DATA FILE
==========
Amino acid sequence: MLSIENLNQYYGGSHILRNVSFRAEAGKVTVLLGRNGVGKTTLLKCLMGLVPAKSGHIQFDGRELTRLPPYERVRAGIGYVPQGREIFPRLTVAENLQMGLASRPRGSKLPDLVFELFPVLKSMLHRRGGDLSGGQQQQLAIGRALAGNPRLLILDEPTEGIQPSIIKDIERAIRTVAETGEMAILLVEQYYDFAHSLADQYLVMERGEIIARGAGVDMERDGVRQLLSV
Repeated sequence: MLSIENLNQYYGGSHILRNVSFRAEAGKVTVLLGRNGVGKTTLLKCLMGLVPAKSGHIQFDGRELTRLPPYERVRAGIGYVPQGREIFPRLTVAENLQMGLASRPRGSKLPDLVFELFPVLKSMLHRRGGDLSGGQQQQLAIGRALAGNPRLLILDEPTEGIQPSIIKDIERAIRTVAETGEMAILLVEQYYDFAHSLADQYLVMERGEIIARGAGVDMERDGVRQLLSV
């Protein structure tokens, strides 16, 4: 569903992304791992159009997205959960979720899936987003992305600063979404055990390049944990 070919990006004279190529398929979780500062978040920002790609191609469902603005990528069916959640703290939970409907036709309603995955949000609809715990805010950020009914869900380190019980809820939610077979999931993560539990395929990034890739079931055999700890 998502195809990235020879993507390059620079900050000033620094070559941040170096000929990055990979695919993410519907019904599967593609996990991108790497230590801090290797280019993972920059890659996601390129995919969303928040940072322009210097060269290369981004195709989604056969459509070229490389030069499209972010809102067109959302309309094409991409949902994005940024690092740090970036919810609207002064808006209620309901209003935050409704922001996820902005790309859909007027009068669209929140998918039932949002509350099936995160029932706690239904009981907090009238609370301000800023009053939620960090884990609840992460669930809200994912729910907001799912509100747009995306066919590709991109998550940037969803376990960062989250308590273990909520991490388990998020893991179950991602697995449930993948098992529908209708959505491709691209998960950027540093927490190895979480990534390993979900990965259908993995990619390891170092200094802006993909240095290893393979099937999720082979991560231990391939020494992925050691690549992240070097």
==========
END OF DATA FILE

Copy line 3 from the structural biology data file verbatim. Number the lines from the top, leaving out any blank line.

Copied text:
């Protein structure tokens, strides 16, 4: 569903992304791992159009997205959960979720899936987003992305600063979404055990390049944990 070919990006004279190529398929979780500062978040920002790609191609469902603005990528069916959640703290939970409907036709309603995955949000609809715990805010950020009914869900380190019980809820939610077979999931993560539990395929990034890739079931055999700890 998502195809990235020879993507390059620079900050000033620094070559941040170096000929990055990979695919993410519907019904599967593609996990991108790497230590801090290797280019993972920059890659996601390129995919969303928040940072322009210097060269290369981004195709989604056969459509070229490389030069499209972010809102067109959302309309094409991409949902994005940024690092740090970036919810609207002064808006209620309901209003935050409704922001996820902005790309859909007027009068669209929140998918039932949002509350099936995160029932706690239904009981907090009238609370301000800023009053939620960090884990609840992460669930809200994912729910907001799912509100747009995306066919590709991109998550940037969803376990960062989250308590273990909520991490388990998020893991179950991602697995449930993948098992529908209708959505491709691209998960950027540093927490190895979480990534390993979900990965259908993995990619390891170092200094802006993909240095290893393979099937999720082979991560231990391939020494992925050691690549992240070097």